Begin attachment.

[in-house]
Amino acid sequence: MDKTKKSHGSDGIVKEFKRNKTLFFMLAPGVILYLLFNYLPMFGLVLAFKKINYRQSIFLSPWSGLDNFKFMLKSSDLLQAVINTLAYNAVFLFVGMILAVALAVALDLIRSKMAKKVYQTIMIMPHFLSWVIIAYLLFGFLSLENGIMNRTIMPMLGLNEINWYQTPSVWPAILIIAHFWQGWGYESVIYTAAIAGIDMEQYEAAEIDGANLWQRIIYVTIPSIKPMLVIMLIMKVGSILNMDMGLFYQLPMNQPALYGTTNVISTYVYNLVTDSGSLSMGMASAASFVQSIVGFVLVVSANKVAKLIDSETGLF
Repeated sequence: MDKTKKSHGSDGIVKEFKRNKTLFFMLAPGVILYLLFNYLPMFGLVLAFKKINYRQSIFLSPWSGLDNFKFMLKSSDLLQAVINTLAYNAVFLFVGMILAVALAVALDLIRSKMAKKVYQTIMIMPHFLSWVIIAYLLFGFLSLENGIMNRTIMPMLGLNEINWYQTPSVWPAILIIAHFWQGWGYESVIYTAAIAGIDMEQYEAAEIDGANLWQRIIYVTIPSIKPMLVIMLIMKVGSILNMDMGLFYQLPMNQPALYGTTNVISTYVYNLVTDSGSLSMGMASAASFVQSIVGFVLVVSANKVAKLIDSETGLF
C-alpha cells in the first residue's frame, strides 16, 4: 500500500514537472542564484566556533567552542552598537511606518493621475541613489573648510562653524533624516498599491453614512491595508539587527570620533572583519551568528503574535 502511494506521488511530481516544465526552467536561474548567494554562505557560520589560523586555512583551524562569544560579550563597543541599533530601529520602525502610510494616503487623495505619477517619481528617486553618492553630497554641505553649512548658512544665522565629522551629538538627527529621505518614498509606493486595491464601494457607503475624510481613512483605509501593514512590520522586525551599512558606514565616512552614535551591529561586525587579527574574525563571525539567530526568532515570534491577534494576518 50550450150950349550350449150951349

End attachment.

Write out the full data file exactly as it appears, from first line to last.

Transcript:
[in-house]
Amino acid sequence: MDKTKKSHGSDGIVKEFKRNKTLFFMLAPGVILYLLFNYLPMFGLVLAFKKINYRQSIFLSPWSGLDNFKFMLKSSDLLQAVINTLAYNAVFLFVGMILAVALAVALDLIRSKMAKKVYQTIMIMPHFLSWVIIAYLLFGFLSLENGIMNRTIMPMLGLNEINWYQTPSVWPAILIIAHFWQGWGYESVIYTAAIAGIDMEQYEAAEIDGANLWQRIIYVTIPSIKPMLVIMLIMKVGSILNMDMGLFYQLPMNQPALYGTTNVISTYVYNLVTDSGSLSMGMASAASFVQSIVGFVLVVSANKVAKLIDSETGLF
Repeated sequence: MDKTKKSHGSDGIVKEFKRNKTLFFMLAPGVILYLLFNYLPMFGLVLAFKKINYRQSIFLSPWSGLDNFKFMLKSSDLLQAVINTLAYNAVFLFVGMILAVALAVALDLIRSKMAKKVYQTIMIMPHFLSWVIIAYLLFGFLSLENGIMNRTIMPMLGLNEINWYQTPSVWPAILIIAHFWQGWGYESVIYTAAIAGIDMEQYEAAEIDGANLWQRIIYVTIPSIKPMLVIMLIMKVGSILNMDMGLFYQLPMNQPALYGTTNVISTYVYNLVTDSGSLSMGMASAASFVQSIVGFVLVVSANKVAKLIDSETGLF
C-alpha cells in the first residue's frame, strides 16, 4: 500500500514537472542564484566556533567552542552598537511606518493621475541613489573648510562653524533624516498599491453614512491595508539587527570620533572583519551568528503574535 502511494506521488511530481516544465526552467536561474548567494554562505557560520589560523586555512583551524562569544560579550563597543541599533530601529520602525502610510494616503487623495505619477517619481528617486553618492553630497554641505553649512548658512544665522565629522551629538538627527529621505518614498509606493486595491464601494457607503475624510481613512483605509501593514512590520522586525551599512558606514565616512552614535551591529561586525587579527574574525563571525539567530526568532515570534491577534494576518 50550450150950349550350449150951349